FTC Considers Privacy Rules for Online Ads
Head of consumer protection agency hints at action to protect users online.
The Federal Trade Commission (FTC) on Monday convened a summit to explore the privacy concerns associated with online advertising, the latest signal that the federal government is inching toward a more active approach to a largely unregulated industry.
FTC Chairman Jon Leibowitz did not lay out specific plans for how the agency might proceed, but expressed alarm at the proliferation of data companies are collecting and sharing, saying the industry is at a "watershed moment in privacy."
To Leibowitz, part of the issue stems from the plummeting costs of collecting and storing data, a situation that has resulted in Internet firms that are awash in information about their users, which they use to sell more relevant -- and higher-priced -- ads.
"The computer cost of data collection seems to be approaching zero," he said. "Companies can store and crunch massive amounts of data relatively cheaply."
The FTC has been operating under a policy of self-regulation regarding online advertising. The agency has published guidelines outlining best practices for companies to treat their users' information, but without an enforcement mechanism critics say the self-regulatory principles, last updated in February, don't go far enough.
Leibowitz said today that he felt "the time is right to build on the February behavioral targeting principles," and that the traditional approach online companies have taken to data collection falls short.
The privacy policies that companies maintain tend to be written in dense legalese, he said, reiterating his support for a more meaningful way of securing consent from their users to collect and store data.
"We all agree that consumers don't read privacy policies, or EULAs (end user license agreements), for that matter," Leibowitz said. "I've been a supporter of opt in for quite some time."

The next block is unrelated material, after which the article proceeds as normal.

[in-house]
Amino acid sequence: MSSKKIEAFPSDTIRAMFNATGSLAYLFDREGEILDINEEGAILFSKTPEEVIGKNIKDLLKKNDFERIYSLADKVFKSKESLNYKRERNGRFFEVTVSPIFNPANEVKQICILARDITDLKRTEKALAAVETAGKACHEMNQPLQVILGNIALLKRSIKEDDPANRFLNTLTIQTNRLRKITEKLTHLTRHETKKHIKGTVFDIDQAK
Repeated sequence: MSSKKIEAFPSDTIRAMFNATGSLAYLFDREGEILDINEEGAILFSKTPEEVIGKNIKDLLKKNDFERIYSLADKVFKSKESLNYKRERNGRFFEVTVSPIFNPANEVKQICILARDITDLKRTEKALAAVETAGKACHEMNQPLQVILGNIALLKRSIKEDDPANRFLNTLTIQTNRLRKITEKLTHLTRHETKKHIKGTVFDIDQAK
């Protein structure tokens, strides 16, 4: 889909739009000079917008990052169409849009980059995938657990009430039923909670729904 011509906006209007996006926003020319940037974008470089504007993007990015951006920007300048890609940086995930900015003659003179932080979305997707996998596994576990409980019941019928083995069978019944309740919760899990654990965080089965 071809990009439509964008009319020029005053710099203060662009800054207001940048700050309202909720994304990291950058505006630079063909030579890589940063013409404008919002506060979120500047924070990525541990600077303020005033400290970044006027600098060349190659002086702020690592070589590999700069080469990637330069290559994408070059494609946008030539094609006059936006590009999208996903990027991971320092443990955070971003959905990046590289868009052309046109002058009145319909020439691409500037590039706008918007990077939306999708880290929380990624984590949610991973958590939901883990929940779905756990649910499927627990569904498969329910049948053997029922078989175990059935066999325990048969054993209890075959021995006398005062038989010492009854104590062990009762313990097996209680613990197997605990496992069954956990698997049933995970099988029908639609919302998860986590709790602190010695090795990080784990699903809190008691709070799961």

Some prominent members of the industry have been moving lately to develop new privacy controls, efforts that opponents of heavy-handed government action cite as evidence that self-regulation works and that businesses will address the privacy problem in such a way that does not hinder the growth of a dynamic and fast-moving sector.
Just this morning, Yahoo! unveiled its Ad Interests Manager, an online portal that invites users to edit a list of interests that Yahoo! uses to serve ads, and also to opt out of interest-based advertising altogether.
Last month, Google rolled out a similar feature, and Facebook has been updating its privacy policies and controls in an effort to give users a more understandable view of how their information is collected and shared.
Panelists at today's FTC event, comprised of industry representatives, academics, and advocates, agreed that there is a broad lack of understanding among the public regarding Web firms' data collection practices.
"I think it's fair to say that generally speaking they know very, very little about what goes on online," said Joseph Turow, a professor at the University of Pennsylvania's Annenberg School of Communications. "People have this great sense that laws protect them far more than they do."
But even if the general awareness about online data collection were improved, Internet privacy still wouldn't be a red-meat issue to everyone, according to Alan Westin, a Columbia University professor emeritus of public law and government.
"It's useful to see that there's a pattern that the American public divides into," he said, noting that while some people care deeply about remaining anonymous online, there are others who freely share information about themselves without a worry. In between is a group Westin calls the privacy pragmatists, the moderates who accept that advertising makes content free and that it is a data-driven business, but still have certain limits about how much they're willing to share about themselves.
That is the balance any effort to regulate or legislate online privacy will try to strike.
"One thing that occurs to me is that there are just simply responsible practices and irresponsible practices in the advertising space," said Michael Hintze, Microsoft's associate general counsel. The firms that engage in these debates agree that compiling profiles about people that include health and financial information, for instance, should be off-limits. Likewise, most consumer advocates would concede that serving an ad for a car to a Web user who frequently visits automotive Web sites isn't on its face a violation of a person's privacy.
But between those two extremes stretches a vast gray area of different types of data and technologies and degrees of security and anonymization that would confound any efforts on the part of Congress or the FTC to set detailed rules concerning specific practices.
"It's hard to draw a bright line that says this category should be off limits," Hintze said.
Kenneth Corbin is an associate editor at InternetNews.com. Based in Washington, D.C., Kenneth's coverage areas range from government regulation to e-commerce and online media.